[pullquote1 quotes=”true” align=”center”]Franco’s newest production comes off as bad trip for all audiences[/pullquote1]

Opinion & Editorial Editor

If the most impressive component of a movie is its instrumental Skrillex cover, there might be a problem. I’m going to be honest: I went into Spring Breakers with a very open mind, ready to be shocked and maybe even disturbed by the activities of some college vacationers. But even with attempts to suspend my element of disbelief, there is no possible way that anyone could believe, let alone follow, the plot of this movie.

Harmony Korine’s movie, a blotchy collage of half-scenes, peppered by a soundtrack of James Franco cooing “Spring break” in his best ghetto accent, left little more than confusion in the minds of his audience. Here’s the thing: I went to see this movie with a group of people who have pretty good and wide-ranging senses of humor as well as wide-branching interests and attitudes. Despite our best efforts to either laugh at or take this movie seriously, the general consensus of Spring Breakers was not positive.

Let’s disregard my perceived lack of logic in this movie for a moment. I’m sure there probably are people somewhere in the world that start out as quasi-innocent, albeit slutty, college girls that end up getting jail broken by and joining the gang of a white rapper during their 10-day vacation.

The problem is not that this seems unrealistic to me (although it does) — the problem is that I was barely able to tell that this was the plot of the movie. Overlapping scenes, pounding music, repeated words over non-moving lips, and flashforwards and flashbacks made this movie not only unbearably confusing, but also all together inconceivable. This might have been acceptable if the movie was not also overloaded with a sense of degradation and objectification of women, as well as a slap in the face to anyone who wishes to go on a Spring break adventure sometime in the next 20 years without their parents tracking their telephones with GPS chips.

The biggest loss for me in regards to this movie was the fact that I spent 92 minutes following the lives of these young ladies and, ultimately, knew nothing about them. I gained no insight into their character or personalities, I knew neither whether they were ruthless and perverted or just plain dumb, I barely knew their names until looking them up on IMDB afterwards.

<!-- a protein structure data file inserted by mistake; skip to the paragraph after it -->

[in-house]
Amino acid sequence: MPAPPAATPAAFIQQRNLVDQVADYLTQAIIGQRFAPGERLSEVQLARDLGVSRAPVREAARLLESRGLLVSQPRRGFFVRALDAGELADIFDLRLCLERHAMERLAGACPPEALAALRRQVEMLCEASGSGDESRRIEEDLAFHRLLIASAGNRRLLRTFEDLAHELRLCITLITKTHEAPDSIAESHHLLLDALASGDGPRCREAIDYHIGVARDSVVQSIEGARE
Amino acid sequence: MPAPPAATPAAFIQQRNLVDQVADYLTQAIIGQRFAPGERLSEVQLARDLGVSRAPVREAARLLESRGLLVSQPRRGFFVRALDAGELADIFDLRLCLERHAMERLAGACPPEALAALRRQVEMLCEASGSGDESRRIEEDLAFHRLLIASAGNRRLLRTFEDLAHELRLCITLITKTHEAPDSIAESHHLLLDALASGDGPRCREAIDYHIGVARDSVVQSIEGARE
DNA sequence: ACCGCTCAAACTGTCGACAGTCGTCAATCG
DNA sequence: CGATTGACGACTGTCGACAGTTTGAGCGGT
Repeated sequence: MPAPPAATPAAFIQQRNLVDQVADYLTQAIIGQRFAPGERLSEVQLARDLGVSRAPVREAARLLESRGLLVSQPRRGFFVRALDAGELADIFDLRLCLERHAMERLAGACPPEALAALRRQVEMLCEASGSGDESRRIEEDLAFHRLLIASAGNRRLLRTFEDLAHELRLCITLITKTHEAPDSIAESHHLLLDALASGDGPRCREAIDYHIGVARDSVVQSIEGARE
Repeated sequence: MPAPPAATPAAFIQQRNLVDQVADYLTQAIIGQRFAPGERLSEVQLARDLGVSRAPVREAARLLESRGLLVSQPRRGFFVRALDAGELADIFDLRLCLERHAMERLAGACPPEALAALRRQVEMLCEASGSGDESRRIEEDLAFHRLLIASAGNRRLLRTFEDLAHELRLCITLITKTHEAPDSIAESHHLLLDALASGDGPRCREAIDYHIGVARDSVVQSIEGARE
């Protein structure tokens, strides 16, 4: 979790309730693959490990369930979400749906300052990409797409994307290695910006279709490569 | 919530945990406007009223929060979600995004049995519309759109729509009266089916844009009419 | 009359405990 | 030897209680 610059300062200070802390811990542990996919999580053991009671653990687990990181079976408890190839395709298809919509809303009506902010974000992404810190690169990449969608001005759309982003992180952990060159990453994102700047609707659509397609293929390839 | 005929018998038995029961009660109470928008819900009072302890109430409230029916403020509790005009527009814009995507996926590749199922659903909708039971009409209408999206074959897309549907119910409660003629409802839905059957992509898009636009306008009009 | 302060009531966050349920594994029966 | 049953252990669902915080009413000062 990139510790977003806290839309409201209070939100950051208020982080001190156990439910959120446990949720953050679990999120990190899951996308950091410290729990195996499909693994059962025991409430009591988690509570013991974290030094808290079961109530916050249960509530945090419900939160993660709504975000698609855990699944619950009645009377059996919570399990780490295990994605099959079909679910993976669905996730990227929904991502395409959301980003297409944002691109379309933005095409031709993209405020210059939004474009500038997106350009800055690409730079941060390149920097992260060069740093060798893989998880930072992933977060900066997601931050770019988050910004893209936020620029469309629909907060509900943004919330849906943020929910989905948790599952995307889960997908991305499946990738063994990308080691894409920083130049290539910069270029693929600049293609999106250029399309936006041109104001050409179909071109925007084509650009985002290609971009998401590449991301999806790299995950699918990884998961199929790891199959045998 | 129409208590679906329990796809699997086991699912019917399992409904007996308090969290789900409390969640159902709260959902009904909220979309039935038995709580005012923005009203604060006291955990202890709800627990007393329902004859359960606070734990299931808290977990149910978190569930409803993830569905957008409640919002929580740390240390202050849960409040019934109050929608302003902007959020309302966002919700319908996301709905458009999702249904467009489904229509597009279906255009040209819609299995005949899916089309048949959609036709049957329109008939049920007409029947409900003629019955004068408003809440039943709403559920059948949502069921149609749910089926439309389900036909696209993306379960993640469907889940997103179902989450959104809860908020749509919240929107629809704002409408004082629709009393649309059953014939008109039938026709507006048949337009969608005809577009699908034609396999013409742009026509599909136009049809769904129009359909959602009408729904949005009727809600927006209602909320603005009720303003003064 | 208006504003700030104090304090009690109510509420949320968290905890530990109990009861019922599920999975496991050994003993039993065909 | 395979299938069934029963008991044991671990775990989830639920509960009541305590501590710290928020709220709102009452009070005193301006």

Most upsettingly, there was no conclusion. I’m not saying that there was some unsatisfying cliffhanger ending where we were left wondering, “What did he whisper in her ear?” I’m telling you the movie could have stopped at any given point and it would have felt about the same as the acutal ending.

The moral of this story, to me, is that there is a good kind of “What the hell?” and a bad kind of “What the hell?” in the movie-watching world. The first kind comes from unexpected explosions and plot twists that throw audiences for an unpredictable yet astonishing loop. The second is the kind that echoes throughout the theater from the mouths of most of, if not all of the audience members. This is the “What the hell?” that is evoked from movie-goers who watch the main characters of a movie dance ocean-side in bikinis, sweatpants, and unicorn ski masks, while wielding machine guns and singing a particularly melodic rendition of Britney Spears’s “Everytime.”

Perhaps, however, this movie was successful in one element. These Disney and ABC Family groomed princesses looked to shed their goodie two-shoes images — mission accomplished. Clad in skimpy bathing suits and sweatpants screen-printed with “DTF” on the rear (that is when they were not in pink unicorn ski masks), Selena, Ashley, and Rachel followed down the path of scandal with which Vanessa had already forged.

Wisely, throughout this movie, James Franco shows us the way to not only happiness but also shows us that it does not take a conventional way of life to become successful, stating, “Some kids, they wanna grow up to be president, some kids wanna be doctors, you know? I just wanted to be bad.”

[three_fourth]To be honest, I’d say go see Spring Breakers. It’s nothing if not an experience (and as I mentioned, an educational one at that!), and as long as you’re in for a movie that feels closer to an acid trip than a story, there’s really no better way to remind you that avoiding clothing and involving yourself in the lives of hustling rappers is the only way to have that Spring break you’ve always hoped for.[/three_fourth]

Review Rating:
Regardless of Spring Breakers’ many shortcomings, it still entertains.


Questions? Email Sara at sblank@fandm.edu.

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